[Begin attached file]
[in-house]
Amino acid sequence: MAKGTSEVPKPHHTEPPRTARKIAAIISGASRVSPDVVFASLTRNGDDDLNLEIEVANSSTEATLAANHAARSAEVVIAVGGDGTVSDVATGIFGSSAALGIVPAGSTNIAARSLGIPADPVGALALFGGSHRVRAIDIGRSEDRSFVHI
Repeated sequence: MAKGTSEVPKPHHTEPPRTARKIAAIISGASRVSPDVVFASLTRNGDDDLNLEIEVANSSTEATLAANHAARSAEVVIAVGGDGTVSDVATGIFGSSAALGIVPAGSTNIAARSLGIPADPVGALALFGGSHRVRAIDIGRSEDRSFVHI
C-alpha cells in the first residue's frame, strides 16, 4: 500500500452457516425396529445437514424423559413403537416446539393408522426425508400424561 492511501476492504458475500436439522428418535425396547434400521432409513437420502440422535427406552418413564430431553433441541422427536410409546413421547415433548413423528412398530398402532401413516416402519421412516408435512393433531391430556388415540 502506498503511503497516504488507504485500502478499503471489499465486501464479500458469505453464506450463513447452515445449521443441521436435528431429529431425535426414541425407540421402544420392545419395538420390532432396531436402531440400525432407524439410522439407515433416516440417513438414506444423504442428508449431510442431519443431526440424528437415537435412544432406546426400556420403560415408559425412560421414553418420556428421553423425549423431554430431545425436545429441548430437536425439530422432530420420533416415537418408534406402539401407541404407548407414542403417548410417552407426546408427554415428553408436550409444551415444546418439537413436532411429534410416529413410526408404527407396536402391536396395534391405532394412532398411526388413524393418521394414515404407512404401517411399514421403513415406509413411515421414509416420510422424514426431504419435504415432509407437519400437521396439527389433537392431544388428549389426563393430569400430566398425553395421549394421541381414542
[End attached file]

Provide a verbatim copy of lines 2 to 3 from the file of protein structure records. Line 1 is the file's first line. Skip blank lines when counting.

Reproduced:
Amino acid sequence: MAKGTSEVPKPHHTEPPRTARKIAAIISGASRVSPDVVFASLTRNGDDDLNLEIEVANSSTEATLAANHAARSAEVVIAVGGDGTVSDVATGIFGSSAALGIVPAGSTNIAARSLGIPADPVGALALFGGSHRVRAIDIGRSEDRSFVHI
Repeated sequence: MAKGTSEVPKPHHTEPPRTARKIAAIISGASRVSPDVVFASLTRNGDDDLNLEIEVANSSTEATLAANHAARSAEVVIAVGGDGTVSDVATGIFGSSAALGIVPAGSTNIAARSLGIPADPVGALALFGGSHRVRAIDIGRSEDRSFVHI